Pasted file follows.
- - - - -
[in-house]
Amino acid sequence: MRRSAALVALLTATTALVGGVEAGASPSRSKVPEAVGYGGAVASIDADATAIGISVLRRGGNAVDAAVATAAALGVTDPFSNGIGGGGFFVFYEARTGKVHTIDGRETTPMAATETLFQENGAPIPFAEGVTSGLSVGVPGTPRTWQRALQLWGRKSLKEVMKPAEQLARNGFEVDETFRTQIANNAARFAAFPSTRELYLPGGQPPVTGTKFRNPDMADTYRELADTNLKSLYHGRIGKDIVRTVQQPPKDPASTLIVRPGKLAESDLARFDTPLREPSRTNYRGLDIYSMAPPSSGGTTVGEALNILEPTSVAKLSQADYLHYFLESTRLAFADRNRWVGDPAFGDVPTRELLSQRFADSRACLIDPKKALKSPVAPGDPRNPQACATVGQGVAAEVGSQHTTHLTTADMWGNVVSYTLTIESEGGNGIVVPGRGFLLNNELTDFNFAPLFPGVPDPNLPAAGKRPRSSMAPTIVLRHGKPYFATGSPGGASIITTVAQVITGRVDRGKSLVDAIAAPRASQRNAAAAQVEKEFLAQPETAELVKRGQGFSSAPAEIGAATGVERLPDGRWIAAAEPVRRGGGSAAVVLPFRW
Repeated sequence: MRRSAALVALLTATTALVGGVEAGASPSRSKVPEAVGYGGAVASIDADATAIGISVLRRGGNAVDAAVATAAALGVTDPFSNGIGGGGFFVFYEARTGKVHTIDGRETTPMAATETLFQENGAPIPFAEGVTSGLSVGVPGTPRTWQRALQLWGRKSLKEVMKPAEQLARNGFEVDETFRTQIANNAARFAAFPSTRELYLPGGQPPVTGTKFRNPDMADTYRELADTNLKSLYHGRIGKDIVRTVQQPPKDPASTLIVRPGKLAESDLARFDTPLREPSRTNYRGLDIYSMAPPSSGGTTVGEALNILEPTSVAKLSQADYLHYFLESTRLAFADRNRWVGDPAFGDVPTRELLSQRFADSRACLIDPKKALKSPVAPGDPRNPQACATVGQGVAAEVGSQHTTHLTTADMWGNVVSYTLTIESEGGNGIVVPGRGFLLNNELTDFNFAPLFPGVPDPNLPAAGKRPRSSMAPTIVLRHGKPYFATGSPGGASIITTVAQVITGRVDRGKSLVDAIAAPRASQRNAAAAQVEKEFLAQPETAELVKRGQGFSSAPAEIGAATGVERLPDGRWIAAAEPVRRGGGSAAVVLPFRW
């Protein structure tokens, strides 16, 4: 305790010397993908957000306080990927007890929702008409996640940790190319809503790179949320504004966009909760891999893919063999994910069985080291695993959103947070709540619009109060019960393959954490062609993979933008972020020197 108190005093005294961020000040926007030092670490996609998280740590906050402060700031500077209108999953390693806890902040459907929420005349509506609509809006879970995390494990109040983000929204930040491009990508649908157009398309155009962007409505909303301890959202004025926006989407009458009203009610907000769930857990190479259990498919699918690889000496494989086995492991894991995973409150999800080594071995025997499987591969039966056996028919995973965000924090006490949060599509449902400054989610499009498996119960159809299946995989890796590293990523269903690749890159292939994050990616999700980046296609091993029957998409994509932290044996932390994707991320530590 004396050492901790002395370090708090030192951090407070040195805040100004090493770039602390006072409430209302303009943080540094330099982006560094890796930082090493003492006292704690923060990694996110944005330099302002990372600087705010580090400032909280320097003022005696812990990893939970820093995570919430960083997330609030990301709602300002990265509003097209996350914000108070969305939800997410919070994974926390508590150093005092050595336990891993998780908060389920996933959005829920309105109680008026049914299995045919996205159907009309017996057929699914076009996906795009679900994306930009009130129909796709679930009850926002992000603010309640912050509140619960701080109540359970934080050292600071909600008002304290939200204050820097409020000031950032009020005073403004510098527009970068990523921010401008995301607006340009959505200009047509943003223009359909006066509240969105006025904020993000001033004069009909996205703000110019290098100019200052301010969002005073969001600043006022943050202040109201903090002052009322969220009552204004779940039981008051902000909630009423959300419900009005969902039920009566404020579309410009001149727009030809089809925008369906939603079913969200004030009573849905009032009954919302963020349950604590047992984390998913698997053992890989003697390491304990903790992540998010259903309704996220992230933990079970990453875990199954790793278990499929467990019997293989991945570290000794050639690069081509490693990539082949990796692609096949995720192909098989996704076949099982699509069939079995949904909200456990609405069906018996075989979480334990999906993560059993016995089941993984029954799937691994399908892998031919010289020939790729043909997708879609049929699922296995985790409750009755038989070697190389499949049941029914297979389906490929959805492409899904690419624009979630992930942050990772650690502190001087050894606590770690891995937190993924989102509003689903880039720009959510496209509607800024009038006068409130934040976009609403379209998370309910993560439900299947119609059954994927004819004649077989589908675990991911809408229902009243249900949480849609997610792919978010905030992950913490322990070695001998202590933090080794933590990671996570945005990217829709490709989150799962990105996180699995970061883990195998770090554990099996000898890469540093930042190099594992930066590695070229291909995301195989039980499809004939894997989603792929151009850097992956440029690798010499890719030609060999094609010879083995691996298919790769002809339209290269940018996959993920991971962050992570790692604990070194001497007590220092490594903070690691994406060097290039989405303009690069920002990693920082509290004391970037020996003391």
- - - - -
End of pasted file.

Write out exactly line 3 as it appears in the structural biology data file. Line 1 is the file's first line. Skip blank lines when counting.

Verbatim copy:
Repeated sequence: MRRSAALVALLTATTALVGGVEAGASPSRSKVPEAVGYGGAVASIDADATAIGISVLRRGGNAVDAAVATAAALGVTDPFSNGIGGGGFFVFYEARTGKVHTIDGRETTPMAATETLFQENGAPIPFAEGVTSGLSVGVPGTPRTWQRALQLWGRKSLKEVMKPAEQLARNGFEVDETFRTQIANNAARFAAFPSTRELYLPGGQPPVTGTKFRNPDMADTYRELADTNLKSLYHGRIGKDIVRTVQQPPKDPASTLIVRPGKLAESDLARFDTPLREPSRTNYRGLDIYSMAPPSSGGTTVGEALNILEPTSVAKLSQADYLHYFLESTRLAFADRNRWVGDPAFGDVPTRELLSQRFADSRACLIDPKKALKSPVAPGDPRNPQACATVGQGVAAEVGSQHTTHLTTADMWGNVVSYTLTIESEGGNGIVVPGRGFLLNNELTDFNFAPLFPGVPDPNLPAAGKRPRSSMAPTIVLRHGKPYFATGSPGGASIITTVAQVITGRVDRGKSLVDAIAAPRASQRNAAAAQVEKEFLAQPETAELVKRGQGFSSAPAEIGAATGVERLPDGRWIAAAEPVRRGGGSAAVVLPFRW